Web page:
A new report published by the International Renewable Energy Agency (IRENA) shows that Albania could improve its energy security and reduce energy system vulnerability to climate impacts, by deploying its vast solar and wind resources.
A full exploration of the county’s renewable energy potential will also offer important socio-economic benefits, including job creation, new income streams, local industrial development, and reduced air pollution, as per the report.
While Albania’s vast hydropower resources mean it has one of the highest shares of renewable energy in South-East Europe, it is also highly dependent on annual rainfall – resulting in high vulnerability to climatic externalities. In 2017, the country was forced to import nearly 40% of its power due to low rainfall, at a cost of $240 million.
Diversifying the energy mix will mitigate Albania’s exposure to external factors and build stability.
Well-assessed resource potential and timely planning for variable renewable power generation and grid infrastructure can minimise technical disturbances to the grid and increase the quality of energy supply while ensuring economic viability for the power producer, the system operators and the final consumers.
Some of the findings in the report, including:
- Albania has some of Europe’s highest sunshine hours per year
- Cost-effective solar and wind potential is estimated at more than 7GW
- Around 616MW of this wind energy is deployable by 2030
- Proactive planning can play a crucial role in the development of a robust energy sector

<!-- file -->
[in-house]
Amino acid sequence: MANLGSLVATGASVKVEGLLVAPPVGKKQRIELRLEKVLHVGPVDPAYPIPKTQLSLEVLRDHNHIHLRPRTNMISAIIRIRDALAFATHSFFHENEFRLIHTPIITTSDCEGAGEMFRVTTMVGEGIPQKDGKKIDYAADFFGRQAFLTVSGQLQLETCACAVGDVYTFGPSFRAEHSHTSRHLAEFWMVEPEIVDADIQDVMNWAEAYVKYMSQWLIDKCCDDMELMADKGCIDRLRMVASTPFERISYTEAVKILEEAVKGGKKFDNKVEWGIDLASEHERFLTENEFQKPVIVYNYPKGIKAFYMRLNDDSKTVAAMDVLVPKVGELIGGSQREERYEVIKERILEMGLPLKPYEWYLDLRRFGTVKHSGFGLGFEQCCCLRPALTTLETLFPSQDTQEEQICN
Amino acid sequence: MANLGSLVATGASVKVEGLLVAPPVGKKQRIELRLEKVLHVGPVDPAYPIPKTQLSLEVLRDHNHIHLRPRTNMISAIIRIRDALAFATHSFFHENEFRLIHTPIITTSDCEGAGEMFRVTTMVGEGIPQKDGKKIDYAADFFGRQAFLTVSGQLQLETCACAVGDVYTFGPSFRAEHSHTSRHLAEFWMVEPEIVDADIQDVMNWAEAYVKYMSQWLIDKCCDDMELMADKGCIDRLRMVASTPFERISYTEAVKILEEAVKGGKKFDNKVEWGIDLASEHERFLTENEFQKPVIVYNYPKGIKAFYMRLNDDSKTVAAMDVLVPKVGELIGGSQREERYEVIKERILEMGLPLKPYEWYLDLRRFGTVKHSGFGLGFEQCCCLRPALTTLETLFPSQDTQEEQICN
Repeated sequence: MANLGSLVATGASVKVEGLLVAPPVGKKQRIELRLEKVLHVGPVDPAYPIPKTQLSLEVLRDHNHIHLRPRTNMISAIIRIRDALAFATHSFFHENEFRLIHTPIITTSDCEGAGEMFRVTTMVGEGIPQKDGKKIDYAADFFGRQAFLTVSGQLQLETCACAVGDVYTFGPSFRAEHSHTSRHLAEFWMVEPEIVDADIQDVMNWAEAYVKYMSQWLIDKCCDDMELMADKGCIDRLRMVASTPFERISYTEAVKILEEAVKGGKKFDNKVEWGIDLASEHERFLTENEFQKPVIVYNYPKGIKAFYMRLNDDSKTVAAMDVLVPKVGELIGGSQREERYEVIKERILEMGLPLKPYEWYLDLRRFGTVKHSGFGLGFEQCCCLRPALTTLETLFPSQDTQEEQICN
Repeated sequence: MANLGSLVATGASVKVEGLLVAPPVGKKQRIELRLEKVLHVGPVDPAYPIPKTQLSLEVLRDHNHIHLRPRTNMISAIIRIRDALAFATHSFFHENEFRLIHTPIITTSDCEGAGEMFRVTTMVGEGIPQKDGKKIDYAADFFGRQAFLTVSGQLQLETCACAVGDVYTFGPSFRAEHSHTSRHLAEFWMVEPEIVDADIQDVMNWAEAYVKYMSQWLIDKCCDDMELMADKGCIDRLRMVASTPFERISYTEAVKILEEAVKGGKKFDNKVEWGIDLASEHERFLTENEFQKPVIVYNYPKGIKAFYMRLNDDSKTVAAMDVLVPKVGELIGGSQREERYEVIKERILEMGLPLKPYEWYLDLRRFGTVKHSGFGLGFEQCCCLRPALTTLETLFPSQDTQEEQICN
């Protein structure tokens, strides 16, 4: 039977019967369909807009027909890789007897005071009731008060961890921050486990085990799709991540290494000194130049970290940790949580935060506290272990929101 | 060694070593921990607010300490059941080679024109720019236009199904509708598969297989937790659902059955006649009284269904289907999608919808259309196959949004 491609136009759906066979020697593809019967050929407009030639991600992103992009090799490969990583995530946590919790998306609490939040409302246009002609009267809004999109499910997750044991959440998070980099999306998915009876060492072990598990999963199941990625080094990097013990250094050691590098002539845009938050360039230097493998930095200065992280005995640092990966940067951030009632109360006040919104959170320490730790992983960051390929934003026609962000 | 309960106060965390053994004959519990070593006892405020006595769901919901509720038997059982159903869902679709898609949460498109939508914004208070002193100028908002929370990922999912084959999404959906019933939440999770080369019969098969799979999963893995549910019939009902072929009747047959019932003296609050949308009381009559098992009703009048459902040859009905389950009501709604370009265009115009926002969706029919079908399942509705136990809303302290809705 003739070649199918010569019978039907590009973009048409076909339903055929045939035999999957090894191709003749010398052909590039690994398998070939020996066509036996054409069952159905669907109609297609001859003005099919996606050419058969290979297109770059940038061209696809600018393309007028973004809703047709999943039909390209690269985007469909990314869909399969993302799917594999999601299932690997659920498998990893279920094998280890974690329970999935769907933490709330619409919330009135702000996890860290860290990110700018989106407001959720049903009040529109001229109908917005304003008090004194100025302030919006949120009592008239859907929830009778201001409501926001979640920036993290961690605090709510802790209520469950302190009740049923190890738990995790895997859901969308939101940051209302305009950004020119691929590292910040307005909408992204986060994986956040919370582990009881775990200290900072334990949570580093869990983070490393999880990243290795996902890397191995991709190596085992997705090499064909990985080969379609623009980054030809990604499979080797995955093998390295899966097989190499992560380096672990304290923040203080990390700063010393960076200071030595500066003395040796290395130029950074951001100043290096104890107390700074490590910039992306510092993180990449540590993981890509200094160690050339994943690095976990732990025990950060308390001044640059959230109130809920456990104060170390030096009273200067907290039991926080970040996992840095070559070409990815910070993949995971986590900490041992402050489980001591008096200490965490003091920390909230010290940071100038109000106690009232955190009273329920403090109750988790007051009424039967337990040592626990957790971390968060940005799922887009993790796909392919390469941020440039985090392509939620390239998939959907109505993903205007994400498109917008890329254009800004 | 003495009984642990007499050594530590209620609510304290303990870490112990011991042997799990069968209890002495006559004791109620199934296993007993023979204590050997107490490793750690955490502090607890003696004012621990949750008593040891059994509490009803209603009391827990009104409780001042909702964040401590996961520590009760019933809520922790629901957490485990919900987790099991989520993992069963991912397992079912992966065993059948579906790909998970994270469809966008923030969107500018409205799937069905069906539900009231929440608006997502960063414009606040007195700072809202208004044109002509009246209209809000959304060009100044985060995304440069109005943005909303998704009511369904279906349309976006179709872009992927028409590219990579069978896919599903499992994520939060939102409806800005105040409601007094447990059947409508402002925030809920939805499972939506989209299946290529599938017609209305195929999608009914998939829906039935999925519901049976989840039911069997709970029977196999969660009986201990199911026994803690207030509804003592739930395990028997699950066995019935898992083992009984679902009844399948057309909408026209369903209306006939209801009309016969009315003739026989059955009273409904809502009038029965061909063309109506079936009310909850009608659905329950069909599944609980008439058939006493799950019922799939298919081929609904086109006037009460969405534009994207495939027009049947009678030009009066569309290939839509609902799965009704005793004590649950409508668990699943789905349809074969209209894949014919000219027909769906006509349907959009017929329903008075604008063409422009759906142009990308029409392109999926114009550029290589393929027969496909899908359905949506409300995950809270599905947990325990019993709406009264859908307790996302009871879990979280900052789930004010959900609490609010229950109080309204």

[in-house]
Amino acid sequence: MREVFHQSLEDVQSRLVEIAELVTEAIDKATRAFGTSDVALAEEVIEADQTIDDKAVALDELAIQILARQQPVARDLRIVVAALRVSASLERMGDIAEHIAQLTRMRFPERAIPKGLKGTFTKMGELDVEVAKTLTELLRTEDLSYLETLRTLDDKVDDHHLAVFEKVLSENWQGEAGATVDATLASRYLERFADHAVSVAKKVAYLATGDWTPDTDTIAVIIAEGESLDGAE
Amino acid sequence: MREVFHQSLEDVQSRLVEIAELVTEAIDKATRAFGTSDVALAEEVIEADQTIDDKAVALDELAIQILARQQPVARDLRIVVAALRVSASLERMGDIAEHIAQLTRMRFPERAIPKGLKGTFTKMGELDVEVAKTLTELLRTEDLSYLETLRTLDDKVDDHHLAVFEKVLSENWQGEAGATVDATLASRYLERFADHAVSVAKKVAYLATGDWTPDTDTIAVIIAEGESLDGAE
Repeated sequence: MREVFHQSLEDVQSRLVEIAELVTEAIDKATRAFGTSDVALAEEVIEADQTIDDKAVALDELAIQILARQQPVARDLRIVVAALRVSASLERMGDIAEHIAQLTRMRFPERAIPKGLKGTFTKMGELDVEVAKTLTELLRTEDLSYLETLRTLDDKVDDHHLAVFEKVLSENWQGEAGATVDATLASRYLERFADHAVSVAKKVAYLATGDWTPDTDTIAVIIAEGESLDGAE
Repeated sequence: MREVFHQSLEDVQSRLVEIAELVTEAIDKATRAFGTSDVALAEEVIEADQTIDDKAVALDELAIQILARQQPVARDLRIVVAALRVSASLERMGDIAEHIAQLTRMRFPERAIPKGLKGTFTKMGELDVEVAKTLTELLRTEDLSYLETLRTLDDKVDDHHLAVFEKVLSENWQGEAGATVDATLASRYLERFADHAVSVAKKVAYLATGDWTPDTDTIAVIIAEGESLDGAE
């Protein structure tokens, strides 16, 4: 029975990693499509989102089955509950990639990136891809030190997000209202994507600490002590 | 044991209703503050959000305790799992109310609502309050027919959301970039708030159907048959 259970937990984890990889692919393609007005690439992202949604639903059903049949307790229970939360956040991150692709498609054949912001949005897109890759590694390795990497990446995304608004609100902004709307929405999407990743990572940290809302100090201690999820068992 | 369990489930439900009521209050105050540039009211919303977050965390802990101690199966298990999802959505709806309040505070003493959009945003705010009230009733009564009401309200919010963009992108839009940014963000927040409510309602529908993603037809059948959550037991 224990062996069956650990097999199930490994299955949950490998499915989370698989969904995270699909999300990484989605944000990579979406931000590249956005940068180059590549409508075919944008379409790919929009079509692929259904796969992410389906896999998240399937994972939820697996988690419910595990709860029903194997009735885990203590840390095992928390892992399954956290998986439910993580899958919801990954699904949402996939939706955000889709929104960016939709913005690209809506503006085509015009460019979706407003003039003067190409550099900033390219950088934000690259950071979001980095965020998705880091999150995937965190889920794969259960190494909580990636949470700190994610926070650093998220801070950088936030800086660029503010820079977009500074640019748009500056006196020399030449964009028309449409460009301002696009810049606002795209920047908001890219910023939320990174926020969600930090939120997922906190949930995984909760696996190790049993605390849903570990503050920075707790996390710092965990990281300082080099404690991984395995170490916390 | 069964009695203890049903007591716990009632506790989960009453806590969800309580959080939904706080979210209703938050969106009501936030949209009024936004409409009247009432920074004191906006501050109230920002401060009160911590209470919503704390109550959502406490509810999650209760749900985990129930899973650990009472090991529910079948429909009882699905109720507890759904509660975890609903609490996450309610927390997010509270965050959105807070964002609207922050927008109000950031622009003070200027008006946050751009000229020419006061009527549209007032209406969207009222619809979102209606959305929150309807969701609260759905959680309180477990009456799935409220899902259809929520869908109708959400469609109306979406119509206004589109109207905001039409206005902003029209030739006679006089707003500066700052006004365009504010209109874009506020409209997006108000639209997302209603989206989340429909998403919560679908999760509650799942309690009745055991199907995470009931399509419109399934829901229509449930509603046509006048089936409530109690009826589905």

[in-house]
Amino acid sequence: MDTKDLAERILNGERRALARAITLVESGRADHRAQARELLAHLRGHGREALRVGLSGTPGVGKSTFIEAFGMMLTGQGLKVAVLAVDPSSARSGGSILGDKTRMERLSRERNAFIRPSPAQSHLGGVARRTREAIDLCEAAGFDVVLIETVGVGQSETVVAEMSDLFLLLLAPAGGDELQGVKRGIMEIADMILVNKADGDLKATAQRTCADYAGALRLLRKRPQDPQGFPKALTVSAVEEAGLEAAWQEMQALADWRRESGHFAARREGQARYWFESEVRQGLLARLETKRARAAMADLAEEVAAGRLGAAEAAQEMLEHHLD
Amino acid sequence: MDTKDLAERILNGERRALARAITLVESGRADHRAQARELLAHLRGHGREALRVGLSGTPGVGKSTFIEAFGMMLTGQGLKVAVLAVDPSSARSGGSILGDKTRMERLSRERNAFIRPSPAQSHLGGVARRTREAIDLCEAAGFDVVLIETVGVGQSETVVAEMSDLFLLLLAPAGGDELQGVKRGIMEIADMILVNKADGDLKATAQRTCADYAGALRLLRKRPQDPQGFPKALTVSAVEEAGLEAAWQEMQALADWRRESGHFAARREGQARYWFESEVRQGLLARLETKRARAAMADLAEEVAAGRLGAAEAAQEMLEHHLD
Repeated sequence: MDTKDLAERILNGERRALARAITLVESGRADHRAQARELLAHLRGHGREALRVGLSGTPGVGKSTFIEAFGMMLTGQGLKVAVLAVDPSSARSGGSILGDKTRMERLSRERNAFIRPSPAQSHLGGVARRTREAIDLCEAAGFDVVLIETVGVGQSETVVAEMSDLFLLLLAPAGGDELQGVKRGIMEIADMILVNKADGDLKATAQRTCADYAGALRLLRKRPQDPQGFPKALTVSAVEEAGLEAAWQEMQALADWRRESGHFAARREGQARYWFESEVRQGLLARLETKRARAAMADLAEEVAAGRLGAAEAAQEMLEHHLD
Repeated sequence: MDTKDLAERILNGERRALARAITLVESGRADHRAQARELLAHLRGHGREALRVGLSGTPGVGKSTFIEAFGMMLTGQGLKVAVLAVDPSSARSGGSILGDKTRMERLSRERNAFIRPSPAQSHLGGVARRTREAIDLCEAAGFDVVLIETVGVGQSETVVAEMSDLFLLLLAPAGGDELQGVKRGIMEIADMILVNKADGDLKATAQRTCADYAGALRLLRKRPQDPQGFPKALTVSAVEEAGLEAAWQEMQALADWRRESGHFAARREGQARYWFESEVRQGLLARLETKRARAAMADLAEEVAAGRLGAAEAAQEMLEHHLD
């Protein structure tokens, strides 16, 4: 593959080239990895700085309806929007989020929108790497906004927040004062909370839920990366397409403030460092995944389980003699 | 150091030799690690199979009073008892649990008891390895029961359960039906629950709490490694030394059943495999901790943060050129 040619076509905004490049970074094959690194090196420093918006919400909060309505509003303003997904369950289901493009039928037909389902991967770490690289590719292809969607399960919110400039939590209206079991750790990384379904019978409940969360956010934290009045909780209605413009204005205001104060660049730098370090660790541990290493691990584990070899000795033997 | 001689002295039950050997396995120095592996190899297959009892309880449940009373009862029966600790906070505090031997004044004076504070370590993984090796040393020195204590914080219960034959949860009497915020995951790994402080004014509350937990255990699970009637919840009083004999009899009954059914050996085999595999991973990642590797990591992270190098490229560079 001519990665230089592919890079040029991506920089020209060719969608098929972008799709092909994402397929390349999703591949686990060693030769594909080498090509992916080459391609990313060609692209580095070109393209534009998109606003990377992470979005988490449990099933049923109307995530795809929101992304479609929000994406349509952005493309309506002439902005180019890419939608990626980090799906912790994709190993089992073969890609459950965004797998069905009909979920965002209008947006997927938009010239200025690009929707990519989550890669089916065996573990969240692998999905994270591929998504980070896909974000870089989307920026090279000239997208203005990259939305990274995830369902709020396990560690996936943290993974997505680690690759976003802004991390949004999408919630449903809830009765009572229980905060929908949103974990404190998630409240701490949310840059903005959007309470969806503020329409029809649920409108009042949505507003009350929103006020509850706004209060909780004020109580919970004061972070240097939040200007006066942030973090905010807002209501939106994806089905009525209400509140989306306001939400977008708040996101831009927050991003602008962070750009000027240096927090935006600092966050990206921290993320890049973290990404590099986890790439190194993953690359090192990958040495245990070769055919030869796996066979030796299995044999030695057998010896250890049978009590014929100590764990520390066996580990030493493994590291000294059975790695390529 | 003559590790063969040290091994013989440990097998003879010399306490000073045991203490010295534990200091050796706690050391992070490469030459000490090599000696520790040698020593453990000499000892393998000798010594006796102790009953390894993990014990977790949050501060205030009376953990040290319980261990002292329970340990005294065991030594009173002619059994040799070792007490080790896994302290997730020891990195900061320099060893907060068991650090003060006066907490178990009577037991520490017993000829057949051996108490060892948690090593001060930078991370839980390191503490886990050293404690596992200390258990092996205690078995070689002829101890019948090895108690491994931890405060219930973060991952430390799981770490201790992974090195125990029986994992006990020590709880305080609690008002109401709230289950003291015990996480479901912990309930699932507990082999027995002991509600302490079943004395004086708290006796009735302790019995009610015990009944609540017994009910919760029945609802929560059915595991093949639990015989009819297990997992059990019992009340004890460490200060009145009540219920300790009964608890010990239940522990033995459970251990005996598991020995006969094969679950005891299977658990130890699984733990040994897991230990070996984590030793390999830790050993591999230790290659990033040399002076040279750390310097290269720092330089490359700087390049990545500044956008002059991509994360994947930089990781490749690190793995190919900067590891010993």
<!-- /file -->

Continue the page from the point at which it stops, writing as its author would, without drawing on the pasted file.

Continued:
The report calls for existing support mechanisms for renewable energy deployment to be further strengthened, approval processes to be streamlined, and the establishment of a dedicated renewable energy agency to inform the co-ordinated development of renewables in line with national and international obligations.
Critical actions such as refurbishing existing distribution networks, allowing for bidirectional electricity flow and incorporating more renewable energy in end-use sectors such as transport, and heating and cooling, were also identified by the report.
“The Government of Albania recognises the key role of the energy sector in its economic development,” said H.E. Belinda Balluku, Minister of Infrastructure and Energy, Republic of Albania. “Albania is therefore giving new impetus to energy reforms while consolidating existing efforts to provide enabling conditions for renewable energy development and comply with regional and international commitments. IRENA’s recommendations are highly significant in this process.”
IRENA Director-General Francesco La Camera, said: “This report shows that Albania, like many countries, can realise this opportunity. By diversifying their energy mix and integrating more of their variable renewable resources, Albania can create a more stable and resilient energy system, while stimulating positive social and economic outcomes and meeting its climate obligations”.